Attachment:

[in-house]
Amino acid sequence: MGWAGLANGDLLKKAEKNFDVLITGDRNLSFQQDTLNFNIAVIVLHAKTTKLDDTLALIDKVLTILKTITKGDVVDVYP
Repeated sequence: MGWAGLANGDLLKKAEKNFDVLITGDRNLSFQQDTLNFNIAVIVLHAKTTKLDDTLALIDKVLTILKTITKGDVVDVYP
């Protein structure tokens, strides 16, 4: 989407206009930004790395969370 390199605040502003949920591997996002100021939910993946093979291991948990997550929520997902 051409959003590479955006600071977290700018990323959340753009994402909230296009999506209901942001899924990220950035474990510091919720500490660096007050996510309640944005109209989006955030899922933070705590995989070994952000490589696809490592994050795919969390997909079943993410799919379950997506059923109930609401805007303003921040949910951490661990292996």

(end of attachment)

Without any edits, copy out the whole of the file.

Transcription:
[in-house]
Amino acid sequence: MGWAGLANGDLLKKAEKNFDVLITGDRNLSFQQDTLNFNIAVIVLHAKTTKLDDTLALIDKVLTILKTITKGDVVDVYP
Repeated sequence: MGWAGLANGDLLKKAEKNFDVLITGDRNLSFQQDTLNFNIAVIVLHAKTTKLDDTLALIDKVLTILKTITKGDVVDVYP
């Protein structure tokens, strides 16, 4: 989407206009930004790395969370 390199605040502003949920591997996002100021939910993946093979291991948990997550929520997902 051409959003590479955006600071977290700018990323959340753009994402909230296009999506209901942001899924990220950035474990510091919720500490660096007050996510309640944005109209989006955030899922933070705590995989070994952000490589696809490592994050795919969390997909079943993410799919379950997506059923109930609401805007303003921040949910951490661990292996």